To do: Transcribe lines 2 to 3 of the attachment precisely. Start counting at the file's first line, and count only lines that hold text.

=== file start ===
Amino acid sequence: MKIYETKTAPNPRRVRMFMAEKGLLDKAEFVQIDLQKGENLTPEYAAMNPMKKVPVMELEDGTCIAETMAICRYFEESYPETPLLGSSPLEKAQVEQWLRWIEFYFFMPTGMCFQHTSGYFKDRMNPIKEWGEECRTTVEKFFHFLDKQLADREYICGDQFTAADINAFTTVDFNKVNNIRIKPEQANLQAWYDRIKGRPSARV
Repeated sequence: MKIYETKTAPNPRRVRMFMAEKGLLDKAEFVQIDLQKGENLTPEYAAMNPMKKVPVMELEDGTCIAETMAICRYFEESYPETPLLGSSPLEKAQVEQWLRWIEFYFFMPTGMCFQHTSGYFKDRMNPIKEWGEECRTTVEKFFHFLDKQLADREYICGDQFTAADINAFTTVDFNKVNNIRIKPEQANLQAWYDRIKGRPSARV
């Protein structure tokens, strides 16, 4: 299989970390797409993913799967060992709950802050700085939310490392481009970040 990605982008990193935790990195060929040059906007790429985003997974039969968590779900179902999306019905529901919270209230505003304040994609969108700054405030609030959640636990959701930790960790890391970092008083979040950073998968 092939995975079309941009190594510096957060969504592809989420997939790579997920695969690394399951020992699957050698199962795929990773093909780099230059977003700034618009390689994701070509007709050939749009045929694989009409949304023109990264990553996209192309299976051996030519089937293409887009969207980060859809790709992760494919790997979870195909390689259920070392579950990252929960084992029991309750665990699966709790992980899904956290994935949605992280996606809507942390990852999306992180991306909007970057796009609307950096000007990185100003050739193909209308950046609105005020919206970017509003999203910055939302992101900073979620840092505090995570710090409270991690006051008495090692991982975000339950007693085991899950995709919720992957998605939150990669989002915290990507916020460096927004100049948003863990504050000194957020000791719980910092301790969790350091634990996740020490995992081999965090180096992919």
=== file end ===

Repeated sequence: MKIYETKTAPNPRRVRMFMAEKGLLDKAEFVQIDLQKGENLTPEYAAMNPMKKVPVMELEDGTCIAETMAICRYFEESYPETPLLGSSPLEKAQVEQWLRWIEFYFFMPTGMCFQHTSGYFKDRMNPIKEWGEECRTTVEKFFHFLDKQLADREYICGDQFTAADINAFTTVDFNKVNNIRIKPEQANLQAWYDRIKGRPSARV
């Protein structure tokens, strides 16, 4: 299989970390797409993913799967060992709950802050700085939310490392481009970040 990605982008990193935790990195060929040059906007790429985003997974039969968590779900179902999306019905529901919270209230505003304040994609969108700054405030609030959640636990959701930790960790890391970092008083979040950073998968 092939995975079309941009190594510096957060969504592809989420997939790579997920695969690394399951020992699957050698199962795929990773093909780099230059977003700034618009390689994701070509007709050939749009045929694989009409949304023109990264990553996209192309299976051996030519089937293409887009969207980060859809790709992760494919790997979870195909390689259920070392579950990252929960084992029991309750665990699966709790992980899904956290994935949605992280996606809507942390990852999306992180991306909007970057796009609307950096000007990185100003050739193909209308950046609105005020919206970017509003999203910055939302992101900073979620840092505090995570710090409270991690006051008495090692991982975000339950007693085991899950995709919720992957998605939150990669989002915290990507916020460096927004100049948003863990504050000194957020000791719980910092301790969790350091634990996740020490995992081999965090180096992919």